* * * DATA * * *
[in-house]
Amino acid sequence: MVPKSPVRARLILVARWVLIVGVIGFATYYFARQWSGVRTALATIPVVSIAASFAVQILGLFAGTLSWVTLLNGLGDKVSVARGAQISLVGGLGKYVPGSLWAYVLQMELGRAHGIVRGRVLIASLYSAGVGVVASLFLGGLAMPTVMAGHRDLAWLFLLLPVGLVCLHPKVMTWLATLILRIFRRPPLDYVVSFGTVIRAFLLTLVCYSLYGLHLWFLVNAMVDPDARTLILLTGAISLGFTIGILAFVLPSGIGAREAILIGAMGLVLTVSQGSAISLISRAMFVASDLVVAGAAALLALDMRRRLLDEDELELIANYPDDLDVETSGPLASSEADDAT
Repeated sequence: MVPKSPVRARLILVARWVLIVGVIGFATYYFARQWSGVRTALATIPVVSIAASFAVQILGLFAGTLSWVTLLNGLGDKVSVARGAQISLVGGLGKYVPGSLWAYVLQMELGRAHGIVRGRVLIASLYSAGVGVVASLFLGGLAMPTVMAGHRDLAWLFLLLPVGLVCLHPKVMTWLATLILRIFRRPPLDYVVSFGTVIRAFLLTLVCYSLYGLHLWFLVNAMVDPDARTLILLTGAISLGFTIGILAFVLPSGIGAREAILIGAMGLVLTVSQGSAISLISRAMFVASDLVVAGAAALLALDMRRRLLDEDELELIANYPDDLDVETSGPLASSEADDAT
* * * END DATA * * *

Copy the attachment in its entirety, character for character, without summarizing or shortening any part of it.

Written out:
[in-house]
Amino acid sequence: MVPKSPVRARLILVARWVLIVGVIGFATYYFARQWSGVRTALATIPVVSIAASFAVQILGLFAGTLSWVTLLNGLGDKVSVARGAQISLVGGLGKYVPGSLWAYVLQMELGRAHGIVRGRVLIASLYSAGVGVVASLFLGGLAMPTVMAGHRDLAWLFLLLPVGLVCLHPKVMTWLATLILRIFRRPPLDYVVSFGTVIRAFLLTLVCYSLYGLHLWFLVNAMVDPDARTLILLTGAISLGFTIGILAFVLPSGIGAREAILIGAMGLVLTVSQGSAISLISRAMFVASDLVVAGAAALLALDMRRRLLDEDELELIANYPDDLDVETSGPLASSEADDAT
Repeated sequence: MVPKSPVRARLILVARWVLIVGVIGFATYYFARQWSGVRTALATIPVVSIAASFAVQILGLFAGTLSWVTLLNGLGDKVSVARGAQISLVGGLGKYVPGSLWAYVLQMELGRAHGIVRGRVLIASLYSAGVGVVASLFLGGLAMPTVMAGHRDLAWLFLLLPVGLVCLHPKVMTWLATLILRIFRRPPLDYVVSFGTVIRAFLLTLVCYSLYGLHLWFLVNAMVDPDARTLILLTGAISLGFTIGILAFVLPSGIGAREAILIGAMGLVLTVSQGSAISLISRAMFVASDLVVAGAAALLALDMRRRLLDEDELELIANYPDDLDVETSGPLASSEADDAT